The FAA issued the following statement following the incident at Las Vegas-McCarran International Airport: “The FAA is deeply concerned by the incident, is thoroughly investigating what occurred, and is taking immediate steps to modify its overnight shift staffing policies.”

The incident has also lead to a new policy to be implemented effectively Friday, November 9. While air traffic controllers receive multiple opportunities to take breaks or for rests, the new policy requires that at least two air traffic controllers remain in the cab of the tower at all times. This policy will vary depending on an airport’s schedule, flight volume and controller shift schedules.

This post has been updated to reflect the correct date of the incident, Wednesday, November 7.

H/T: The Nevada Independent

Featured image via Las Vegas-McCarran Airport on Facebook.

Delta SkyMiles® Platinum American Express Card

Earn 90,000 bonus miles after you spend $3,000 in purchases on your new Card in your first 3 months. Offer ends 8/3/2022.

With Status Boost™, earn 10,000 Medallion Qualification Miles (MQMs) after you spend $25,000 in purchases on your Card in a calendar year, up to two times per year getting you closer to Medallion Status. Earn 3X Miles on Delta purchases and purchases made directly with hotels, 2X Miles at restaurants and at U.S. supermarkets and earn 1X Mile on all other eligible purchases. Terms Apply.

Apply Now
More Things to Know
  • Limited Time Offer: Earn 90,000 bonus miles after you spend $3,000 in purchases on your new Card in your first 3 months. Offer ends 8/3/2022.
  • Earn up to 20,000 Medallion® Qualification Miles (MQMs) with Status Boost® per year. After you spend $25,000 in purchases on your Card in a calendar year, you can earn 10,000 MQMs up to two times per year, getting you closer to Medallion® Status. MQMs are used to determine Medallion® Status and are different than miles you earn toward flights.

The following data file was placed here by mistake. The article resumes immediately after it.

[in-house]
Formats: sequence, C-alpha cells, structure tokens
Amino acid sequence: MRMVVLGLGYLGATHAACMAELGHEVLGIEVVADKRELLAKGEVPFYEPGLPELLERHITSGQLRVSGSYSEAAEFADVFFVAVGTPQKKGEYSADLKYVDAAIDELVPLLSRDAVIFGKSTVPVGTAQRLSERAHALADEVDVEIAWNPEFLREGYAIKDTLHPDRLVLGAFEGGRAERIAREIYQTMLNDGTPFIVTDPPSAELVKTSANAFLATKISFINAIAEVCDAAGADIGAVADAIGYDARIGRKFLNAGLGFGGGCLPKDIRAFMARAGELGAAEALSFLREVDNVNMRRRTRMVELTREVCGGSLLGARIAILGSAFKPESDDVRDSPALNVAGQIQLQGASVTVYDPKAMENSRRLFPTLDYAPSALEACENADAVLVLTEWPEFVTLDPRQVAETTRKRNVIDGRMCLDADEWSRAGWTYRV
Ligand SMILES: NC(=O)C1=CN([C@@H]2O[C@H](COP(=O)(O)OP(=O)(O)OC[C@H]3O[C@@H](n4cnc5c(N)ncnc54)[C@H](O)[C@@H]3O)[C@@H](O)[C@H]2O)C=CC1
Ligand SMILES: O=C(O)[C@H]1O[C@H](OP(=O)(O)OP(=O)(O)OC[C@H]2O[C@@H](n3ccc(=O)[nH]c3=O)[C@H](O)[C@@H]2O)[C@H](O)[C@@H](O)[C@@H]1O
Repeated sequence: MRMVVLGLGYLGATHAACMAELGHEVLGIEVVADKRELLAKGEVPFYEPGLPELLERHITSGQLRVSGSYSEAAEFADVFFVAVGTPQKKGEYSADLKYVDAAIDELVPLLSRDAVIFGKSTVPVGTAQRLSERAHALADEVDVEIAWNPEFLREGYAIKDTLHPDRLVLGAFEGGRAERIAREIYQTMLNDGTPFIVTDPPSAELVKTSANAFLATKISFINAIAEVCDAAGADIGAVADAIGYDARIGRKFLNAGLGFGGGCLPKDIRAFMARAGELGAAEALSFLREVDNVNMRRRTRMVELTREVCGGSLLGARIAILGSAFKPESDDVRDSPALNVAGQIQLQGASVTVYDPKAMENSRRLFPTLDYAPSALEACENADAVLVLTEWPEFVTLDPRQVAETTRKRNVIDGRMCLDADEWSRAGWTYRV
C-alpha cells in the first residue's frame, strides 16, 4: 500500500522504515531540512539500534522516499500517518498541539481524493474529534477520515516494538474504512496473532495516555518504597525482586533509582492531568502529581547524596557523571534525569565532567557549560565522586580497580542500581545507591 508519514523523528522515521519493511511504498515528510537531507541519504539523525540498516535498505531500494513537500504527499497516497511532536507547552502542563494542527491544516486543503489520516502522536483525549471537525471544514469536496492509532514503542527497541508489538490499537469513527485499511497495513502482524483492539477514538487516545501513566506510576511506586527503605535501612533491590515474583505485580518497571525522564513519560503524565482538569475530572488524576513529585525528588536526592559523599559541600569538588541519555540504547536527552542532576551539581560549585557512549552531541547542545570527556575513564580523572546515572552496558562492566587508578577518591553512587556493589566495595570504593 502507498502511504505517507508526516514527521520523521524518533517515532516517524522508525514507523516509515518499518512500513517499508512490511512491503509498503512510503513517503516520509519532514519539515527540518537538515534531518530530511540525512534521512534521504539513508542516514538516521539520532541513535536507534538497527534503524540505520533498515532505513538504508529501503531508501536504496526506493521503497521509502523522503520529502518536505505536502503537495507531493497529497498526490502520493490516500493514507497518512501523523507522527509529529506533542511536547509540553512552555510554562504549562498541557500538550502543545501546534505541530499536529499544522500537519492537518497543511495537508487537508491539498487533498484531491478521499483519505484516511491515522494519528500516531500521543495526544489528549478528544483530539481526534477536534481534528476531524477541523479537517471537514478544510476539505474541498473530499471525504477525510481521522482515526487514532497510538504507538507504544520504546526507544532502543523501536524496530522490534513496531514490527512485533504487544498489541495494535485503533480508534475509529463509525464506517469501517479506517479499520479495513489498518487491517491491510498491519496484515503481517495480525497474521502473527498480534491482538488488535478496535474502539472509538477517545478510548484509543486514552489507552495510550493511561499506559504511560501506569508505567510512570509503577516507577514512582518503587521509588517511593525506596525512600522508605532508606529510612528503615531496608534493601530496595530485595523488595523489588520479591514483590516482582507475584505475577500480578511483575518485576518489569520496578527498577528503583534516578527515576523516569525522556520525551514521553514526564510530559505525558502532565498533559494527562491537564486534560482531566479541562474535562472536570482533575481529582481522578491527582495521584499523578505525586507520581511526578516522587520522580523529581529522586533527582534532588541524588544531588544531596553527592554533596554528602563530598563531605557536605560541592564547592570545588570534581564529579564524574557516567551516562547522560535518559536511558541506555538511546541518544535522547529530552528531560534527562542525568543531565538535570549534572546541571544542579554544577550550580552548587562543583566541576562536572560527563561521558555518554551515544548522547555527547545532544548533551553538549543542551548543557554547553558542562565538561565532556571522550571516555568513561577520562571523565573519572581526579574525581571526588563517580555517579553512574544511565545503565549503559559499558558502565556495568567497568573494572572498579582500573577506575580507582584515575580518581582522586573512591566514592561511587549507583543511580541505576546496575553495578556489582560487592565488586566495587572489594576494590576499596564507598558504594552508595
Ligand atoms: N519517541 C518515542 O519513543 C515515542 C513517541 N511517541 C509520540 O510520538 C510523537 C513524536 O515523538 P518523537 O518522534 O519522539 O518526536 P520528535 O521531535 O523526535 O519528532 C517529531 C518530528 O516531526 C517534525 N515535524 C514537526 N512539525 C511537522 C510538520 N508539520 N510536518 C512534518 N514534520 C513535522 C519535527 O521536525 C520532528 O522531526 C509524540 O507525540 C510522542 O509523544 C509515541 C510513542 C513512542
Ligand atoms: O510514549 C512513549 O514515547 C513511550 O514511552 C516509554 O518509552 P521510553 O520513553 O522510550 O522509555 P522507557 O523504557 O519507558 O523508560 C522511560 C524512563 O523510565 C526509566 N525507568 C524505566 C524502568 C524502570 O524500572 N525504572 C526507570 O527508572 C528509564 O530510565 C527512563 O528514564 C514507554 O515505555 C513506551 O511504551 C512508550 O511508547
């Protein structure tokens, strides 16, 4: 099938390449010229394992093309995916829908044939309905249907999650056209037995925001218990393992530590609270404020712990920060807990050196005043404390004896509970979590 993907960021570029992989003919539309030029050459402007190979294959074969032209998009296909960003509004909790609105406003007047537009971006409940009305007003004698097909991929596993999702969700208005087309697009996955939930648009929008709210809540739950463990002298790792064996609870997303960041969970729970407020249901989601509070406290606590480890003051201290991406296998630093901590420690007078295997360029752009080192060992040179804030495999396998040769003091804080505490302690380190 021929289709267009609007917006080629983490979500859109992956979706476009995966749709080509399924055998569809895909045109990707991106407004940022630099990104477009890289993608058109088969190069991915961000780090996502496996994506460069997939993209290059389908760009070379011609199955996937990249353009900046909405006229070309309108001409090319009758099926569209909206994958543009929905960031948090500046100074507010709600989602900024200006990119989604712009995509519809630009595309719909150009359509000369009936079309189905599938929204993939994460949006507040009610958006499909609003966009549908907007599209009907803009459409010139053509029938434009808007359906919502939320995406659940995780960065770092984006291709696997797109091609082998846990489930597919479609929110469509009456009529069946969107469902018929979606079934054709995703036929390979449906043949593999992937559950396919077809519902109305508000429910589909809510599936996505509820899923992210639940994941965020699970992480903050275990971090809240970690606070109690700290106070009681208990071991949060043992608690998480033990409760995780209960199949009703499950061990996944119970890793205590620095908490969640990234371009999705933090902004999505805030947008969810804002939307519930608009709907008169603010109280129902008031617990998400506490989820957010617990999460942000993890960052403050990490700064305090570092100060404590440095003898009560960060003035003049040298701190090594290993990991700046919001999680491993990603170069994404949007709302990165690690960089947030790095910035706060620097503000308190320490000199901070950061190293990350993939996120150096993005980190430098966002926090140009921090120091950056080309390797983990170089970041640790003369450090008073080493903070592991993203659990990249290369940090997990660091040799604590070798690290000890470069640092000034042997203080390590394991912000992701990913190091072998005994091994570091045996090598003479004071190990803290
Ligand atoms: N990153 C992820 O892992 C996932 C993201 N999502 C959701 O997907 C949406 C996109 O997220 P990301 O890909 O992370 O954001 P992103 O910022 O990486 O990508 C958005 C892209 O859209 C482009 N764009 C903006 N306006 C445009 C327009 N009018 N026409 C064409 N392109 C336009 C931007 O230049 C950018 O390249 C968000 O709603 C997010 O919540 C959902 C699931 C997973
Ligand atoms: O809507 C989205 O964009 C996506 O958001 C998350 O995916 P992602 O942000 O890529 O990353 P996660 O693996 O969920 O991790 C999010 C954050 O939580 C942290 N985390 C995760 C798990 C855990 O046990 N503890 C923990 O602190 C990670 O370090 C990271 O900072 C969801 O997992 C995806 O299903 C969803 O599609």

• Earn 3X Miles on Delta purchases and purchases made directly with hotels.
  • Earn 2X Miles at restaurants worldwide including takeout and delivery in the U.S., and at U.S. supermarkets.
  • Earn 1X Miles on all other eligible purchases.
  • Receive a Domestic Main Cabin round-trip companion certificate each year upon renewal of your Card. Payment of the government imposed taxes and fees of no more than $80 for roundtrip domestic flights (for itineraries with up to four flight segments) is required. Baggage charges and other restrictions apply. See terms and conditions for details.
  • Enjoy your first checked bag free on Delta flights.
  • Fee Credit for Global Entry or TSA PreCheck® after you apply through any Authorized Enrollment Provider. If approved for Global Entry, at no additional charge, you will receive access to TSA PreCheck.
  • Enjoy an exclusive rate of $39 per person per visit to enter the Delta Sky Club® for you and up to two guests when traveling on a Delta flight.
  • No Foreign Transaction Fees.
  • $250 Annual Fee.
  • Terms Apply.
  • See Rates & Fees
Regular APR
17.24%-26.24% Variable
Annual Fee
Balance Transfer Fee
Recommended Credit
Terms and restrictions apply. See rates & fees.

Editorial Disclaimer: Opinions expressed here are the author’s alone, not those of any bank, credit card issuer, airlines or hotel chain, and have not been reviewed, approved or otherwise endorsed by any of these entities.

Disclaimer: The responses below are not provided or commissioned by the bank advertiser. Responses have not been reviewed, approved or otherwise endorsed by the bank advertiser. It is not the bank advertiser’s responsibility to ensure all posts and/or questions are answered.